AIA San Francisco
Carole Wedge, FAIA, LEED AP
Wednesday, 20 February 2013
In a provocative blog post on beauty in architecture, 2012 Summer Design Fellow Amrita Raja commented upon the reluctance of many contemporary architects to discuss the role of beauty, relying instead on more purely rational justifications such as performance. It reminded me of the 2009 NY Times article about Douglas Bowman who very publicly left his position as Google’s top visual designer because, in his words, “at Google design lived or died by data.”
Wednesday, 30 January 2013
Shepley Bulfinch was ranked 39th among the country’s leading interior design firms, according to a survey just published in the January issue of Interior Design magazine. The magazine’s annual ranking of the “100 Interior Design Giants” is based on 2012 interior design fees for major architecture and design firms around the US.
Shepley ranked fifth among education design firms, making the survey’s Top 10 in education design for the fourth year in a row. Shepley’s 2012 major education interiors clients included Johns Hopkins, Princeton, Hamline University, and the University of Houston.
Friday, 2 November 2012
A recent article in the Chronicle of Higher Education (“Scientific Discovery, Inspired by a Walk to the Restroom”) made the argument that locating key support facilities has a role in fostering collaborative research environments.
As a design researcher, whenever I read a piece like this that cites research without providing citations or references, I become concerned about the quality of the evidence.
I decided to do a little digging. Although I was unable to find a research study documenting a 50-foot rule (“collaboration drops to 10% when workers are more than 50 feet ...[more]
Thursday, 6 September 2012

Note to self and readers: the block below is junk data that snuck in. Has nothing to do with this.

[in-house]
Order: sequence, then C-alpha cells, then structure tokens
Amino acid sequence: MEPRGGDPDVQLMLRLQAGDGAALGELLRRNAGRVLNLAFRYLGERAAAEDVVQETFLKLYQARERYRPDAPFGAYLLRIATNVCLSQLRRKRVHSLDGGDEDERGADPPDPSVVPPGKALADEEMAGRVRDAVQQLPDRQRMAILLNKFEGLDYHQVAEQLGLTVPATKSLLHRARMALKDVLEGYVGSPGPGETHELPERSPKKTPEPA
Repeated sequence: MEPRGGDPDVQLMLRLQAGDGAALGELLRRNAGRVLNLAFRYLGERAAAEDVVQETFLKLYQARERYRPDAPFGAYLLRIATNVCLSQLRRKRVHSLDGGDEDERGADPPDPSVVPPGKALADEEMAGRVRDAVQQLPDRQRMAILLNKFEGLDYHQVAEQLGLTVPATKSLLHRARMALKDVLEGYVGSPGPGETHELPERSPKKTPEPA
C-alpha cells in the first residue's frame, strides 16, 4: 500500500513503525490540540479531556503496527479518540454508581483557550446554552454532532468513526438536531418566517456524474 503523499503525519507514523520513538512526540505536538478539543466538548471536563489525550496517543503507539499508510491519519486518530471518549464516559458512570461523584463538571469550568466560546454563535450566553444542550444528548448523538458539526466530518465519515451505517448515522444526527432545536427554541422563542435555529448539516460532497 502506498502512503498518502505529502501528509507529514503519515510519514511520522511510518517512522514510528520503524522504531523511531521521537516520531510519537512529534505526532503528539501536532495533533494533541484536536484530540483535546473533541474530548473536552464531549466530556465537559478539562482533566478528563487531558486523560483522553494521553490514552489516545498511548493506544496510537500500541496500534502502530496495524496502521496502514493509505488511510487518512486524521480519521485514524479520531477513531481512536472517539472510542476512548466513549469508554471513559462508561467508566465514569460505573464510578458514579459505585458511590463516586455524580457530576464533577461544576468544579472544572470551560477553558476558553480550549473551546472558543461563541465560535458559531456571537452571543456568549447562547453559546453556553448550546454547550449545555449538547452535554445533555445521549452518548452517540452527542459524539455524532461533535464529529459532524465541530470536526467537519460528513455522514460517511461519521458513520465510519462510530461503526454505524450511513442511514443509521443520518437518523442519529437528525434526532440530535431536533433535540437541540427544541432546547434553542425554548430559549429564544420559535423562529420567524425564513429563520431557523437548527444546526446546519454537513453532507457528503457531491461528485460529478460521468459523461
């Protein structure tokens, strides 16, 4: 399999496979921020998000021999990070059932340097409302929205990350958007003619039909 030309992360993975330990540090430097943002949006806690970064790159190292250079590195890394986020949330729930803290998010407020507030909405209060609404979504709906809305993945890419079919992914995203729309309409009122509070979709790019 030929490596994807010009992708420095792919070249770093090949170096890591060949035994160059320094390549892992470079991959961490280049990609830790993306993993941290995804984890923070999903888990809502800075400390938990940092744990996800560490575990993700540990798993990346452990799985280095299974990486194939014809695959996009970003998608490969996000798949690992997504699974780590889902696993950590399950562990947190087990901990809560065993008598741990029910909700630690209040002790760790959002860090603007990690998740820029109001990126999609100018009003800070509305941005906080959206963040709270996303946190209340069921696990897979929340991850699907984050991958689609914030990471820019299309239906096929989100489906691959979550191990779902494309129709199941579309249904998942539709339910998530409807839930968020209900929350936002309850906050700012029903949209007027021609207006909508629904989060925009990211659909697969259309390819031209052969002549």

“What do you do?”
When asked to describe what you do during the day, it’s natural to answer in the context of your current work environment. Its spaces, adjacencies, and physical parameters determine how you interact with others, how efficiently you function, and how effectively you do your job. But it doesn’t answer the question.
When it comes to the lean healthcare design, the question isn’t “how do you function in your current space?” It’s “what are you trying to accomplish?” Applying lean principles when designing a space that will optimize efficient and effective healthcare delivery means putting the outcome first.
Lean design isn’t just a matter of common sense. It’s the cornerstone ...[more]
Thursday, 28 June 2012
Colleges and universities that are looking for ways to improve energy efficiency and resulting cost savings are realizing that some habits start from the ground up, as discussed in “How to achieve a tight building envelope,”ť which appears in the June 2012 issue of College Planning & Management.
In the article, Jonathan Baron talks about the value to owners of investing in building component mock-ups and building commissioning, as well as the importance of evaluating the compatibility of different materials used in creating the building envelope.
Jonathan’s remarks on building ...[more]
Tuesday, 19 June 2012
A significant part of our practice as architects is to convey abstract, mostly visual design concepts in ways that make them accessible to a wide range of people, most of whom are not fluent in architectural drawing conventions. We are so focused on visual representation that we are often shocked when the audience does not understand the basic experiential qualities of the spaces we are trying to convey.
How can we help clients and future users understand what it will be like to interact within a building that only ...[more]